New Year’s resolutions. That’s how this usually starts out. The arbitrary, yet symbolic moment in time you decide to take up fitness. Or drawing. Or spending more time with the grandchildren. For me it was starting this blog… again.
Actually it wasn’t. The original goal was to start writing again. This blog just happens to be the medium of choice. I could have gone the route of filling up -yet another- overpriced moleskine notebook, which I will do inevitably. White people really love their moleskine journals. But the contents of those little black books is hard to share and having an audience is part of the deal.
Ah, the deal. Now we’re getting somewhere.
– “What deal?”
Well, earlier this year a facebook acquaintance of mine, an illustrator, embarked on an epic quest to improve his drawing skillset by pledging to the 1000-sketches-challenge. That basically involves doing 1000 sketches or studies over the course of one year. That also averages to three sketches per day. You do the maths, I’m sure you can. It’s not that difficult. Now, “improvement” is a rather relative and subjective term, especially when there is no one to judge, critically examine or generally just look at your sketching. So my man, Jordy Lakiere gathered around him a loyal following, joining him on this sketchy pilgrimage, this quest for the one ring, this holy grail of drawing #1000. I applaud their effort, determination and dedication. But I’m not an illustrator.
I. Use. Words. I use metaphors for pen strokes and analogies as brushes. I joust with verbal jabs and throw down with slam poets. Except that I’m a bit rusty. As I glance over the paper version of this text so far (yes, it’s in a moleskine notebook. Sue me.), I realise I haven’t written anything coming close to the length of this piece in over five years. Five. I’m thirty now, that’s sixteen percent of my life. (Go ahead, do the maths. I dare you to.)
And I miss it. I really do. I miss the search for the perfect word, the dilemma of juxtaposing a clause to keep in line with the cadence of a text. I miss the self-induced ego-trip on nonchalance in publishing a draft without editing. “Nailed it!”
And apparently, other people miss it too.
As some of my older readers might know, there comes a time (not necessarily New Year this time, although there is something to be said about the correlation there) where you realise: “Hey, that person used to mean so much to me. I haven’t talked to him/her in quite a while.” This is usually followed by a second realisation that “quite a while” is in fact five to ten years, a substantially longer period you originally thought. In fact, “quite some time” is closer to the timespan between that first and second realisation.
So you reach out, start talking, catch up on each other’s lives. If you’ve done this a couple of times, like I have in the past year, you’ll see a pattern starting to emerge right there: The importance of the third question.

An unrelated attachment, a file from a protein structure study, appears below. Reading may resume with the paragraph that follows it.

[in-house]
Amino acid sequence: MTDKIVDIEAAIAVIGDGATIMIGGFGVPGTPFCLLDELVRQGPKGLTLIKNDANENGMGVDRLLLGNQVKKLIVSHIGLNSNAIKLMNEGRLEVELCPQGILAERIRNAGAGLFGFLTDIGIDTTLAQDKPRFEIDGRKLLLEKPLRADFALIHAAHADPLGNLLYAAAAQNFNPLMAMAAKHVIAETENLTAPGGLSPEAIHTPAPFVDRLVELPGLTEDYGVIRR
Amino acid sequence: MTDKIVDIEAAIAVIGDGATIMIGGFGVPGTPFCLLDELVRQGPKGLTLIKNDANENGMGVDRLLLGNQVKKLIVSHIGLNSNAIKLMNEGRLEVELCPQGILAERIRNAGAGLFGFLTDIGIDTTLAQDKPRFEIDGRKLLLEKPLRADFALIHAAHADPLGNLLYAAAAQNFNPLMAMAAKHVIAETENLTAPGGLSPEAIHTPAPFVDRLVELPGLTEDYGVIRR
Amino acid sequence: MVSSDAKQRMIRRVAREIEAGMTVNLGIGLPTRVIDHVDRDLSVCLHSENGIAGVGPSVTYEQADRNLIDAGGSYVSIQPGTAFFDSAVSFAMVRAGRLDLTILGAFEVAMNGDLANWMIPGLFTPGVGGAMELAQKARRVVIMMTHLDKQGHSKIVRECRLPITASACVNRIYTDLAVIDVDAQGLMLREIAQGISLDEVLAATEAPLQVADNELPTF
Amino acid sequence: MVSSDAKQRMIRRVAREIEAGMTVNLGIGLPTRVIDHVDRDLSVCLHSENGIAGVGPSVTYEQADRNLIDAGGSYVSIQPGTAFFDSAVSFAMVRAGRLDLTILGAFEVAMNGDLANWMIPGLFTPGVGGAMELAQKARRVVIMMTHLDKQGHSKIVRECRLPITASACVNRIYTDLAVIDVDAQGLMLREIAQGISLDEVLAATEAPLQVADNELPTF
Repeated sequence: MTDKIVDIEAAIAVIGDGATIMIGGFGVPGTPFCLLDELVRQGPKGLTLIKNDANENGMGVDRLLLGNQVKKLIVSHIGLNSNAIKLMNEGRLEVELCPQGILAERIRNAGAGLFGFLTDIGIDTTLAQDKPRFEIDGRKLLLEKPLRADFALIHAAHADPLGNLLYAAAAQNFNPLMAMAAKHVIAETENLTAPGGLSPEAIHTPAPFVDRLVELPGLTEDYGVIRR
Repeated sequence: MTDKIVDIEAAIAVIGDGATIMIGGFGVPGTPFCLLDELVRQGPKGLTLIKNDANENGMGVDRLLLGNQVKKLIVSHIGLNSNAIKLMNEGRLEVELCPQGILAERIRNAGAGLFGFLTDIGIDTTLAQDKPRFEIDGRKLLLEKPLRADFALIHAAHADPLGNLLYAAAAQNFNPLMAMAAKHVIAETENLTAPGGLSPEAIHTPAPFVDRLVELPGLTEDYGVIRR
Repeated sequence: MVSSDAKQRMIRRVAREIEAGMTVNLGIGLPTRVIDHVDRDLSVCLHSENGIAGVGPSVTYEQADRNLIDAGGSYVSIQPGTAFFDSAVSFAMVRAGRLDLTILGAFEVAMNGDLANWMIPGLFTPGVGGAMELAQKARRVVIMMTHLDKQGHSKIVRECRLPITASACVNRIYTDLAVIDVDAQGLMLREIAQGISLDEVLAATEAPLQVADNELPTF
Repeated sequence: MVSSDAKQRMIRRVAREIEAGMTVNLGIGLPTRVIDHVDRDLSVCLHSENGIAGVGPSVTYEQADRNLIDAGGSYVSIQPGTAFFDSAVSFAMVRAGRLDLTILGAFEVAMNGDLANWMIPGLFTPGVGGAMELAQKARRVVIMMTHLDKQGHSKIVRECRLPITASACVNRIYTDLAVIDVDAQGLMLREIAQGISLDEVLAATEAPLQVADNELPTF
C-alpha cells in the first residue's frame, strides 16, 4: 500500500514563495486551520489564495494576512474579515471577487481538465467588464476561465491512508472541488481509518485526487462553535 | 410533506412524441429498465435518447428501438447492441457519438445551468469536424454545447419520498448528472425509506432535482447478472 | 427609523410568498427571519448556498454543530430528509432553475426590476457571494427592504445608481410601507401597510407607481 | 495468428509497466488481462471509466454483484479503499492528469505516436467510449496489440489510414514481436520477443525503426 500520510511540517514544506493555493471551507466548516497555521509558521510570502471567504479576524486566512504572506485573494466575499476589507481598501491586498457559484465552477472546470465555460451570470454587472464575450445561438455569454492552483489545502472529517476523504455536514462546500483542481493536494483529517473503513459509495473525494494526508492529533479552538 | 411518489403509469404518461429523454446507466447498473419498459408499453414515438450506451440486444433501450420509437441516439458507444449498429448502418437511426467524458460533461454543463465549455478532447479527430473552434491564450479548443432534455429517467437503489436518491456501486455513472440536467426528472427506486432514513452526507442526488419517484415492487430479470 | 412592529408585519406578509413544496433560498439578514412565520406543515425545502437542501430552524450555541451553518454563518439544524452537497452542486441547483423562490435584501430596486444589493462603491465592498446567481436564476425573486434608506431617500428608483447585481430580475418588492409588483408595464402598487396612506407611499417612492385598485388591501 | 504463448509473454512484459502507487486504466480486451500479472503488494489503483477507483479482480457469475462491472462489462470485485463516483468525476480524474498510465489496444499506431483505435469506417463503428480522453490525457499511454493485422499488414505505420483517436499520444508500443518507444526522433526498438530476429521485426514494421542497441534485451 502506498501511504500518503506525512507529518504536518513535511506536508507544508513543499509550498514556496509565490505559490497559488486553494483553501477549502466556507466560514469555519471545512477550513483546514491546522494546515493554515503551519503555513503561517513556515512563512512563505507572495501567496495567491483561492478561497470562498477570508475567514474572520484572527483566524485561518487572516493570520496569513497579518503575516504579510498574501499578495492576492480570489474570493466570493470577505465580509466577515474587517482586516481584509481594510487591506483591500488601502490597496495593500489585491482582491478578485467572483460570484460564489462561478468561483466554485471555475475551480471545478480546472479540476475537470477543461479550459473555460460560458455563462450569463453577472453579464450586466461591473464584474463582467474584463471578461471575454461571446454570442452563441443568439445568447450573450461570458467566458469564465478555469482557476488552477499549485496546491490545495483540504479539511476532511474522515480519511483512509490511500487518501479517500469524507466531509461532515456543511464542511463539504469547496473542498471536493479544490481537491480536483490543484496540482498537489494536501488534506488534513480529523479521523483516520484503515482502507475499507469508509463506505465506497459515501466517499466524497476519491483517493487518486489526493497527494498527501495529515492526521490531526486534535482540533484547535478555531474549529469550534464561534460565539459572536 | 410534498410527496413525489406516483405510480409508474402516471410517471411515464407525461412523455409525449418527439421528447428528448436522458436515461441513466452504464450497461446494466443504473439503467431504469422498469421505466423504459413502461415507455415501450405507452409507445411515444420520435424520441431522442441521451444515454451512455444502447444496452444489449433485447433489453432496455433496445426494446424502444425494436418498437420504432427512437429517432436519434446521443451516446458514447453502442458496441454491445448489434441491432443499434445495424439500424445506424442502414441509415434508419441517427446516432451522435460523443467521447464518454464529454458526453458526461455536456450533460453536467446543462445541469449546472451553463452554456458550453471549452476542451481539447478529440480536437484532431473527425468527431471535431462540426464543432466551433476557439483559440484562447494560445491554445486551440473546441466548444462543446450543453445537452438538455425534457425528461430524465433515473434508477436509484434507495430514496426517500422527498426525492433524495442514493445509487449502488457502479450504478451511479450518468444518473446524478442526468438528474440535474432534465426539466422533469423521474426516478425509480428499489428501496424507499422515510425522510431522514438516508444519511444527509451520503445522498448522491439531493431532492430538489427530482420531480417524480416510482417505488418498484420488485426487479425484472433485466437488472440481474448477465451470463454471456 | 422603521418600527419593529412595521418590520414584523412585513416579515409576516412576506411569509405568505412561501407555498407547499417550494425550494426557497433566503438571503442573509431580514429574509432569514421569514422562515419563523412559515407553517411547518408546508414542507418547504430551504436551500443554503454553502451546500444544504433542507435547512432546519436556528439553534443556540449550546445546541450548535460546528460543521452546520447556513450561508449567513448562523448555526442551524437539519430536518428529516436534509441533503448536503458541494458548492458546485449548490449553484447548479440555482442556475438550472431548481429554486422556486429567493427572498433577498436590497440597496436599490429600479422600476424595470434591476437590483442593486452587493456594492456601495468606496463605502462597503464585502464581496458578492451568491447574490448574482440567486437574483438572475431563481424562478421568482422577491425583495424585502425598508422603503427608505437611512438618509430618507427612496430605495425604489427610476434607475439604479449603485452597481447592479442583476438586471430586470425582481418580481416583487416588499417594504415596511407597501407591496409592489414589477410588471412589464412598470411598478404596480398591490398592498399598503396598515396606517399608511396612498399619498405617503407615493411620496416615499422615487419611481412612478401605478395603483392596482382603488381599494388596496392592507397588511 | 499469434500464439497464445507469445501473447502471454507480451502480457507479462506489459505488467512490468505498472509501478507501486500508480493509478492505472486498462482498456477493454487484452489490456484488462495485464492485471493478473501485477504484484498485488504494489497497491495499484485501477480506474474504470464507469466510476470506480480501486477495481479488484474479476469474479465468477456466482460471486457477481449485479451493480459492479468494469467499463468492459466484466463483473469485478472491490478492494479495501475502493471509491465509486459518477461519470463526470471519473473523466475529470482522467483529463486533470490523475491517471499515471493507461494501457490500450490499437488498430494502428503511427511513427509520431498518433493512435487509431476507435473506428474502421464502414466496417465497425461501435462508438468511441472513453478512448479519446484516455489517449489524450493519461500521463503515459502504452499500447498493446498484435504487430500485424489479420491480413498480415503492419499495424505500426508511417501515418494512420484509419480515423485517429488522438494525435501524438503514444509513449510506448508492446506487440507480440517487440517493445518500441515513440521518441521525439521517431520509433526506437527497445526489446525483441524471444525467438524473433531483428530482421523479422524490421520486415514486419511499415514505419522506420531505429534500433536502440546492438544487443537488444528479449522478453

– “The third question?”, I imagine you asking at this point in our fictional, scripted dialogue.
– Yes. Every conversation you have with someone that you used to know will start with questions. Pairs of mutually repeated questions, to be exact. The first pair is the most obvious: a mutual “How have you been?” This generic opener and the answer provided are mostly an indication whether your conversational partner is open to advancing this reintroduction and moving on to wherever you left off so many years ago. The second question is the “So, what do you do in life now?” This question usually refers to work or different forms of employment and is merely posed as a curtesy, a question out of politeness imposed upon us by a capitalist system that reduces people to their labour, insisting that your job is your most defining quality. Next comes the third question. The important one. It can take many forms, but it always reveals how the other sees you, remembers you. In my case, it has been, without exception: “Do you still write?” That appears to be what people know about me, I write.
Dear diary… blog
I feel like I’ve been neglecting you. I feel like I’ve been neglecting writing and in doing so I’ve been neglecting me. So my New Year’s resolutions this year are:
1. Get back into shape. Take up running, perhaps even see the inside of gym for once.
2. Stop postponing getting haircuts.
3. Take up writing again.
Now, a 1000-post-challenge would be all sorts of ridiculous (who writes three posts per day, amirite?) and a 1000-word-challenge would be over in one blogpost. The magic of Microsoft word wordcount informs me that by the time I finish writing, this piece of text will count eight hundred and seventy-two words. Let’s take this post as an average and seeing as I’d like this to be a weekly thing, that brings us to fifty-two time nine hundred and thirty-two, which makes for a forty-five thousand three hundred and forty-four word challenge. Deadline is February 4th, 2018.